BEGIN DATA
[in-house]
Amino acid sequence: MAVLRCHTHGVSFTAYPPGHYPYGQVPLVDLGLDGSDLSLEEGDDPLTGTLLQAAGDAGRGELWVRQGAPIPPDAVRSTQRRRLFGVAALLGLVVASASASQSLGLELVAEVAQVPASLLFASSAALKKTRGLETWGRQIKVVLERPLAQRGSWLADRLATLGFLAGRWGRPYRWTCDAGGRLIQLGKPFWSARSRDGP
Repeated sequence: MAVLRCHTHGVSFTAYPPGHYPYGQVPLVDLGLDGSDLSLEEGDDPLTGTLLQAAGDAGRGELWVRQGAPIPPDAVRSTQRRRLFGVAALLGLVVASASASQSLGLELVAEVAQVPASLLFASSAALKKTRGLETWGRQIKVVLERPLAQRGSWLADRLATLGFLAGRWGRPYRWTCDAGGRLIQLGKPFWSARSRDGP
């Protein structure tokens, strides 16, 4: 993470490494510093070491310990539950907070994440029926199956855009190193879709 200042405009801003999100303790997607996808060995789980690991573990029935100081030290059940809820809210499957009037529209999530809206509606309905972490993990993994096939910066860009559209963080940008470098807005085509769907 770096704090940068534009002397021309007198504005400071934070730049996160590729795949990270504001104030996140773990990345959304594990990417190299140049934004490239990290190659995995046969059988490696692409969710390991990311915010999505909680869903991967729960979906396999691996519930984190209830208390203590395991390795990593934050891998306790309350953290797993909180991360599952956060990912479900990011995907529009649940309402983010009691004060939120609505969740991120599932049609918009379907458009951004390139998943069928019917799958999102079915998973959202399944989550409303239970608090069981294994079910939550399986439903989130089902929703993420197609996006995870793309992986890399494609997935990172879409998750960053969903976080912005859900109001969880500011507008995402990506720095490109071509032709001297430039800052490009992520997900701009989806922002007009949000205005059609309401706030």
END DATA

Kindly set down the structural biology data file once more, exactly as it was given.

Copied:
[in-house]
Amino acid sequence: MAVLRCHTHGVSFTAYPPGHYPYGQVPLVDLGLDGSDLSLEEGDDPLTGTLLQAAGDAGRGELWVRQGAPIPPDAVRSTQRRRLFGVAALLGLVVASASASQSLGLELVAEVAQVPASLLFASSAALKKTRGLETWGRQIKVVLERPLAQRGSWLADRLATLGFLAGRWGRPYRWTCDAGGRLIQLGKPFWSARSRDGP
Repeated sequence: MAVLRCHTHGVSFTAYPPGHYPYGQVPLVDLGLDGSDLSLEEGDDPLTGTLLQAAGDAGRGELWVRQGAPIPPDAVRSTQRRRLFGVAALLGLVVASASASQSLGLELVAEVAQVPASLLFASSAALKKTRGLETWGRQIKVVLERPLAQRGSWLADRLATLGFLAGRWGRPYRWTCDAGGRLIQLGKPFWSARSRDGP
């Protein structure tokens, strides 16, 4: 993470490494510093070491310990539950907070994440029926199956855009190193879709 200042405009801003999100303790997607996808060995789980690991573990029935100081030290059940809820809210499957009037529209999530809206509606309905972490993990993994096939910066860009559209963080940008470098807005085509769907 770096704090940068534009002397021309007198504005400071934070730049996160590729795949990270504001104030996140773990990345959304594990990417190299140049934004490239990290190659995995046969059988490696692409969710390991990311915010999505909680869903991967729960979906396999691996519930984190209830208390203590395991390795990593934050891998306790309350953290797993909180991360599952956060990912479900990011995907529009649940309402983010009691004060939120609505969740991120599932049609918009379907458009951004390139998943069928019917799958999102079915998973959202399944989550409303239970608090069981294994079910939550399986439903989130089902929703993420197609996006995870793309992986890399494609997935990172879409998750960053969903976080912005859900109001969880500011507008995402990506720095490109071509032709001297430039800052490009992520997900701009989806922002007009949000205005059609309401706030």